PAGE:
* Pilgrims stunned by scandal
* Fear could cause lasting damage to Church
* Stand by pope
By Silvia Aloisi
VATICAN CITY, May 29 Clerics and pilgrims
visiting St Peter's basilica on Tuesday expressed shock over a
scandal that has shaken the Vatican and led to the arrest of the
pope's butler, fearing it would hurt both the pontiff and the
"It's awful and very sad that something like that can happen
right at the heart of the Vatican," said David Kaberia, a priest
from Meru in Kenya, standing under the sun in a queue snaking
through half of St Peter's Square to tour one of the holiest
sites of Roman Catholicism.
"This is an inside job by greedy people and I think it will
inevitably affect the Church worldwide because this is the
centre of the Church's power," he told Reuters.
The scandal exploded last week when, within a few days, the
head of the Vatican's own bank was sacked, the pope's butler was
arrested over leaks of sensitive documents and a book was
published alleging conspiracies among cardinals and corruption
in the Church's financial dealings with Italian business.
"This is a warning for all of us in the Chuch community,
that we should only look after spiritual things and not be
corrupted by matters of money, career and power," said Father
Francesco, a priest frorm Florence.
Italian press reports quoting leakers said the butler, who
had access to the pope's private apartment, was merely a
scapegoat in a behind-the-scenes struggle for power in the Holy
See and that the plot went much higher and wider than him.
"I am not so shocked by the idea that bad apples also exist
in the Church, people who are after money and influence," said a
teacher from Pordenone, in northern Italy, who gave her name
only as Lucia.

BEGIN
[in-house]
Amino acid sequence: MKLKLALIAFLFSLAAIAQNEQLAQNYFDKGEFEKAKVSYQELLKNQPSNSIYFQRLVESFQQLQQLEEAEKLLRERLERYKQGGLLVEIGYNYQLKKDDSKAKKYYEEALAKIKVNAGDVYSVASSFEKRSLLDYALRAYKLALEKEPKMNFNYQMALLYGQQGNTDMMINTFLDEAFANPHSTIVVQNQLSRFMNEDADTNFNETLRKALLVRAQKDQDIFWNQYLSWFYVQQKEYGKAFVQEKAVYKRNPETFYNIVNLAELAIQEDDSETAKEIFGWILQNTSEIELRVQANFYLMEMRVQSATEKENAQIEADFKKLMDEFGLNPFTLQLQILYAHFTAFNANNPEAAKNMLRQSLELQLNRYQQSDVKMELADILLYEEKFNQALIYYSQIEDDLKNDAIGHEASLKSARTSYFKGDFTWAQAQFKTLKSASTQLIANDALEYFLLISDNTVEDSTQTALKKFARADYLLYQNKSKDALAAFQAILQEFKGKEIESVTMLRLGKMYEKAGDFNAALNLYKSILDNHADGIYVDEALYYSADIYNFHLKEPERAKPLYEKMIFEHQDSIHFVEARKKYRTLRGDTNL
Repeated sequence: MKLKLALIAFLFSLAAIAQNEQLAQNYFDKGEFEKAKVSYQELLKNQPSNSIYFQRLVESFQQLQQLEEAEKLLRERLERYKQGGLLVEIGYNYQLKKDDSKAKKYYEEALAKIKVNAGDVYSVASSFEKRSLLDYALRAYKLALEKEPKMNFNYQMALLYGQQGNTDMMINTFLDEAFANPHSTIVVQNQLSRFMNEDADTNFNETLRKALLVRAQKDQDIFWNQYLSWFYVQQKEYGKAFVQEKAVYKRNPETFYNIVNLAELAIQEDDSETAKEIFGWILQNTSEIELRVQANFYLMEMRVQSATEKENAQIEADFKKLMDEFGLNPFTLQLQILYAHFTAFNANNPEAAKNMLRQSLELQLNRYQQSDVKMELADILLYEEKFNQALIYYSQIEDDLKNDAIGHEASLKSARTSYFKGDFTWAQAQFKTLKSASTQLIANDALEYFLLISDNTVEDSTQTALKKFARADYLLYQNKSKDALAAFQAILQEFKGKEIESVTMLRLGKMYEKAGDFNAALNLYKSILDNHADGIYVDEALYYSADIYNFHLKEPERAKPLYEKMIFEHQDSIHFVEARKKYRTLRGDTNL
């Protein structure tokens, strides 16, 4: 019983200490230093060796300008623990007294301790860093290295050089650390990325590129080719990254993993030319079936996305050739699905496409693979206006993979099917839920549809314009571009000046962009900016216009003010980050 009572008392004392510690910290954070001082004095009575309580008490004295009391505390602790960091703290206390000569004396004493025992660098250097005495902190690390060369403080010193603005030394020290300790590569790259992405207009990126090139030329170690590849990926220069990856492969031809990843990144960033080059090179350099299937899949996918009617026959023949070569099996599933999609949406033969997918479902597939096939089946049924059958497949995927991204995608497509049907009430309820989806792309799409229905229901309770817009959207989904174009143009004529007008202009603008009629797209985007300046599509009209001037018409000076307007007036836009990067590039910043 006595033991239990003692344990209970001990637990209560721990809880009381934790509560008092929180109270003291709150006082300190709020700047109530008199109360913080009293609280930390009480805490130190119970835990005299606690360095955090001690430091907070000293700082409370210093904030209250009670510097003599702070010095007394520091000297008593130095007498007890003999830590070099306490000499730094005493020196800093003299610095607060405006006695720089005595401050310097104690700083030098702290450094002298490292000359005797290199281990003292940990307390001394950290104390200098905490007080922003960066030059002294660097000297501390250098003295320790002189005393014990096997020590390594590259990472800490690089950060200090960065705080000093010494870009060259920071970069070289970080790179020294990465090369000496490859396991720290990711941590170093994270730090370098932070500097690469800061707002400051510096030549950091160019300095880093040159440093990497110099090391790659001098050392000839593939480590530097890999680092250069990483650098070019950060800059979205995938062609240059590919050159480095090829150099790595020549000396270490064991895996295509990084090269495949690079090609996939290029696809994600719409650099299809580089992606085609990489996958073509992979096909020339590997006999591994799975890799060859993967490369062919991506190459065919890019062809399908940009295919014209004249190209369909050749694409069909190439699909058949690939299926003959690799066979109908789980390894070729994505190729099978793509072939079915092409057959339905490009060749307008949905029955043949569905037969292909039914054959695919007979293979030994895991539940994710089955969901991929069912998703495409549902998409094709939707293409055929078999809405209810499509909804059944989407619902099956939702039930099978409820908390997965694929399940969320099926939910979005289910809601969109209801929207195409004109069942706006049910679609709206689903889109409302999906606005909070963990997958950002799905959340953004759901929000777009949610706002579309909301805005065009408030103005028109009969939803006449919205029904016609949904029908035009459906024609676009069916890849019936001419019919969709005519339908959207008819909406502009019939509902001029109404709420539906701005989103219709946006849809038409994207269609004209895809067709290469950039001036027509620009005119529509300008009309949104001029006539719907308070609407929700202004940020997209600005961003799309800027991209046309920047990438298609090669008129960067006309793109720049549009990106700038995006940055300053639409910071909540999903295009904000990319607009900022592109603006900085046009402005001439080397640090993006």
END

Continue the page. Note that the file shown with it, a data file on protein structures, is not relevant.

"What pains me is that it can get so close to the pope, it's
an attack on him while he should be untouchable," she said.
Critics of Pope Benedict say a lack of strong leadership has
opened the door to infighting among his powerful aides, and
potentially to the corruption alleged in some of the leaked
FAITHFUL STAND BY POPE
But nuns and priests mingling with thousands of lay visitors
to catch a glimpse of St Peter's imposing dome, designed by
Italy's greatest Renaissance masters including Michelangelo,
stood by the ageing pontiff and said they hoped he could quickly
draw a line under the worst crisis in his papacy.
"We all feel involved because we are a big family. But as
the Bible teaches us, in every family there is a Judas, there is
temptation and betrayal, but also repentance and forgiveness"
said Estrella Villaran, a Peruvian nun with the Franciscan
Sisters of the Sacred Heart.
"This is a test for the pope, but it also an opportunity to
relaunch the church and make it stronger," she said, clutching a
wooden cross in her hand.
Jay Finelli, a diocesan priest from Rhode Island in the
United States, dismissed concerns that the scandal could cause
lasting damage to the Holy See.
"The Church is made up of saints and sinners, so we just
have to pray and God will sort it all out," he said.
"We have been around for 2,000 years. Of course people must
be wondering what's going on, but nothing can destroy the
Church. The gates of hell will not prevail."
Even non-believers who came to admire the frescoes of the
Sistine Chapel were surprised by news of the butler's arrest,
with one Californian tourist, Kay Prichard, comparing it to the
intrigues of Dan Brown's bestseller "The Da Vinci Code".
Others said they were worried, but for different reasons.
"I just hope it does not hurt business here," said Josef, an
illegal street hawker from Afghanistan who promises tourists he
can help them jump the long queue for a guided tour of St
Peter's Basilica for 45 euros.
(Reporting By Silvia Aloisi; editing by Barry Moody)